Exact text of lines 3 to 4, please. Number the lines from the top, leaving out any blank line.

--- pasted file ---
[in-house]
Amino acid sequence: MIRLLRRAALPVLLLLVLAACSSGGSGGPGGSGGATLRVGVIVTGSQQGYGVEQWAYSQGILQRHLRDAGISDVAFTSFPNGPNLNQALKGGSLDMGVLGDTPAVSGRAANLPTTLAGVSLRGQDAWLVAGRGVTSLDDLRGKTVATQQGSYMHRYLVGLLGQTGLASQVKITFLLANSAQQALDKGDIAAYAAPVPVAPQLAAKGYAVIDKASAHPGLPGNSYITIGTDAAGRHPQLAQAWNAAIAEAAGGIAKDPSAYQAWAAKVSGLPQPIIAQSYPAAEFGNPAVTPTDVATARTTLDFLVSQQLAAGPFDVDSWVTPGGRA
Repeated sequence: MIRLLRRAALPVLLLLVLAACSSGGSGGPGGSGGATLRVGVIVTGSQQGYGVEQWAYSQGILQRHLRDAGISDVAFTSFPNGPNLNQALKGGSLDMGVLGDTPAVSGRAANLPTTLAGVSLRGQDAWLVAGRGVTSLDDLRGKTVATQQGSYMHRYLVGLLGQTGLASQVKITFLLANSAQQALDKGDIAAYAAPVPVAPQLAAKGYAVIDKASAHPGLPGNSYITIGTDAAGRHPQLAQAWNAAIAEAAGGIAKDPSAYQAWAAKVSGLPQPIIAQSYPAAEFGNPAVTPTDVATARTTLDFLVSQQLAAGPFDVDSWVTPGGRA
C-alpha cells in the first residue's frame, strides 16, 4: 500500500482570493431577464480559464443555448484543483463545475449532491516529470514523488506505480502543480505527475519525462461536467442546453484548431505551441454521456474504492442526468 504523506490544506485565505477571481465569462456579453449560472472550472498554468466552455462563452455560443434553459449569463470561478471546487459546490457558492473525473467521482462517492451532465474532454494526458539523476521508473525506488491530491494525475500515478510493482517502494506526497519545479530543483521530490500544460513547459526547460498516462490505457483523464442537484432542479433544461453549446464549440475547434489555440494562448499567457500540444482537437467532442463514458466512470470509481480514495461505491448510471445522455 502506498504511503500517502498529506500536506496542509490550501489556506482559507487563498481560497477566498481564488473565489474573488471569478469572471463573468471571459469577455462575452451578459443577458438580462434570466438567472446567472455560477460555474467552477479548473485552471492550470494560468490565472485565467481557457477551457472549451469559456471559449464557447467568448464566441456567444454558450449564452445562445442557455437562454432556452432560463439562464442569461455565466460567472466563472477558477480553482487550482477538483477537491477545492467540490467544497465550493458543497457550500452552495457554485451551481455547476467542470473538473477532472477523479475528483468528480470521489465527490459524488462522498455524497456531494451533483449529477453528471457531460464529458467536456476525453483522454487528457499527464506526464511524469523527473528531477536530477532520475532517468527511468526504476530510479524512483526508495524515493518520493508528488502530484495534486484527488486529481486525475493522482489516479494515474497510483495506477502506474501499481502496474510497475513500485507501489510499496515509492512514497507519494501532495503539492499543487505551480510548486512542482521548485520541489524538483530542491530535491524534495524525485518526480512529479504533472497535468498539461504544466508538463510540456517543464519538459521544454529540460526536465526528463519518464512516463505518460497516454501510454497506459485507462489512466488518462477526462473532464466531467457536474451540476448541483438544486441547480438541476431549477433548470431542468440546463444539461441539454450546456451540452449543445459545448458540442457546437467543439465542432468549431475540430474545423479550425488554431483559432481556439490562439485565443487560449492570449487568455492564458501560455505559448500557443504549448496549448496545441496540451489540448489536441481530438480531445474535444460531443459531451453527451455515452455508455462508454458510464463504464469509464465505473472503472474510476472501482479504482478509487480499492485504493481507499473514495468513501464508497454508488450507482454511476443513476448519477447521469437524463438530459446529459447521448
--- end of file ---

Repeated sequence: MIRLLRRAALPVLLLLVLAACSSGGSGGPGGSGGATLRVGVIVTGSQQGYGVEQWAYSQGILQRHLRDAGISDVAFTSFPNGPNLNQALKGGSLDMGVLGDTPAVSGRAANLPTTLAGVSLRGQDAWLVAGRGVTSLDDLRGKTVATQQGSYMHRYLVGLLGQTGLASQVKITFLLANSAQQALDKGDIAAYAAPVPVAPQLAAKGYAVIDKASAHPGLPGNSYITIGTDAAGRHPQLAQAWNAAIAEAAGGIAKDPSAYQAWAAKVSGLPQPIIAQSYPAAEFGNPAVTPTDVATARTTLDFLVSQQLAAGPFDVDSWVTPGGRA
C-alpha cells in the first residue's frame, strides 16, 4: 500500500482570493431577464480559464443555448484543483463545475449532491516529470514523488506505480502543480505527475519525462461536467442546453484548431505551441454521456474504492442526468 504523506490544506485565505477571481465569462456579453449560472472550472498554468466552455462563452455560443434553459449569463470561478471546487459546490457558492473525473467521482462517492451532465474532454494526458539523476521508473525506488491530491494525475500515478510493482517502494506526497519545479530543483521530490500544460513547459526547460498516462490505457483523464442537484432542479433544461453549446464549440475547434489555440494562448499567457500540444482537437467532442463514458466512470470509481480514495461505491448510471445522455 502506498504511503500517502498529506500536506496542509490550501489556506482559507487563498481560497477566498481564488473565489474573488471569478469572471463573468471571459469577455462575452451578459443577458438580462434570466438567472446567472455560477460555474467552477479548473485552471492550470494560468490565472485565467481557457477551457472549451469559456471559449464557447467568448464566441456567444454558450449564452445562445442557455437562454432556452432560463439562464442569461455565466460567472466563472477558477480553482487550482477538483477537491477545492467540490467544497465550493458543497457550500452552495457554485451551481455547476467542470473538473477532472477523479475528483468528480470521489465527490459524488462522498455524497456531494451533483449529477453528471457531460464529458467536456476525453483522454487528457499527464506526464511524469523527473528531477536530477532520475532517468527511468526504476530510479524512483526508495524515493518520493508528488502530484495534486484527488486529481486525475493522482489516479494515474497510483495506477502506474501499481502496474510497475513500485507501489510499496515509492512514497507519494501532495503539492499543487505551480510548486512542482521548485520541489524538483530542491530535491524534495524525485518526480512529479504533472497535468498539461504544466508538463510540456517543464519538459521544454529540460526536465526528463519518464512516463505518460497516454501510454497506459485507462489512466488518462477526462473532464466531467457536474451540476448541483438544486441547480438541476431549477433548470431542468440546463444539461441539454450546456451540452449543445459545448458540442457546437467543439465542432468549431475540430474545423479550425488554431483559432481556439490562439485565443487560449492570449487568455492564458501560455505559448500557443504549448496549448496545441496540451489540448489536441481530438480531445474535444460531443459531451453527451455515452455508455462508454458510464463504464469509464465505473472503472474510476472501482479504482478509487480499492485504493481507499473514495468513501464508497454508488450507482454511476443513476448519477447521469437524463438530459446529459447521448